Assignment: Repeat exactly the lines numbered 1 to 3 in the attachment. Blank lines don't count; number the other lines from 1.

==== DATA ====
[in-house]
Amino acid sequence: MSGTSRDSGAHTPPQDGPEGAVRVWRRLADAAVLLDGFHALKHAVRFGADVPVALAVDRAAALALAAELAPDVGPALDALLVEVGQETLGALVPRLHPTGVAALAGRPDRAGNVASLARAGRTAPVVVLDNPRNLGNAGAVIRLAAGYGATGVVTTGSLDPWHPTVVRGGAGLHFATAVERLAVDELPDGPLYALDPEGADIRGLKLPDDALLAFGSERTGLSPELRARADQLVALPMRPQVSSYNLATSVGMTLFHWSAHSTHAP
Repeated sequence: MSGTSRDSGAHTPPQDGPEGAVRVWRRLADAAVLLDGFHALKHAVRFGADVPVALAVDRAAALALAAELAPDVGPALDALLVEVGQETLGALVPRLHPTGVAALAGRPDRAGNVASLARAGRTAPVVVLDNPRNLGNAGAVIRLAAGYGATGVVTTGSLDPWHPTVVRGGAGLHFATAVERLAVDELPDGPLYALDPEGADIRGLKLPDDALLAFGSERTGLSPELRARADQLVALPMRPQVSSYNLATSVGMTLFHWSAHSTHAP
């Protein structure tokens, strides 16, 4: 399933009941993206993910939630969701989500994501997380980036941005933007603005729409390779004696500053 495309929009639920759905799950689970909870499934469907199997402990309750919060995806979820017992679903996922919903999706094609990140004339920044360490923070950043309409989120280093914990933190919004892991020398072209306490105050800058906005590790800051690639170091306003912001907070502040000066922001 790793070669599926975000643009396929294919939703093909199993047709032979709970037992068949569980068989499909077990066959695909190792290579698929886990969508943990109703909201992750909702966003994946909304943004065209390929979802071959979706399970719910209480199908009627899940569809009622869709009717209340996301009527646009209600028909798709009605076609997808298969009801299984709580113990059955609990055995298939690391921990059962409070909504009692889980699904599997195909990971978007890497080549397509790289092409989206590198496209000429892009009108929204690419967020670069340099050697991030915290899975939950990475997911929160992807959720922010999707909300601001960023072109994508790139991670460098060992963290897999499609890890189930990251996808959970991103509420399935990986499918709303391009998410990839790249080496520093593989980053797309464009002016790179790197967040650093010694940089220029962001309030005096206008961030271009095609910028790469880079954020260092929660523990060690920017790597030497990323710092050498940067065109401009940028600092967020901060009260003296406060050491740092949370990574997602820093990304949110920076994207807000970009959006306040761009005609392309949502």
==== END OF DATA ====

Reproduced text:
[in-house]
Amino acid sequence: MSGTSRDSGAHTPPQDGPEGAVRVWRRLADAAVLLDGFHALKHAVRFGADVPVALAVDRAAALALAAELAPDVGPALDALLVEVGQETLGALVPRLHPTGVAALAGRPDRAGNVASLARAGRTAPVVVLDNPRNLGNAGAVIRLAAGYGATGVVTTGSLDPWHPTVVRGGAGLHFATAVERLAVDELPDGPLYALDPEGADIRGLKLPDDALLAFGSERTGLSPELRARADQLVALPMRPQVSSYNLATSVGMTLFHWSAHSTHAP
Repeated sequence: MSGTSRDSGAHTPPQDGPEGAVRVWRRLADAAVLLDGFHALKHAVRFGADVPVALAVDRAAALALAAELAPDVGPALDALLVEVGQETLGALVPRLHPTGVAALAGRPDRAGNVASLARAGRTAPVVVLDNPRNLGNAGAVIRLAAGYGATGVVTTGSLDPWHPTVVRGGAGLHFATAVERLAVDELPDGPLYALDPEGADIRGLKLPDDALLAFGSERTGLSPELRARADQLVALPMRPQVSSYNLATSVGMTLFHWSAHSTHAP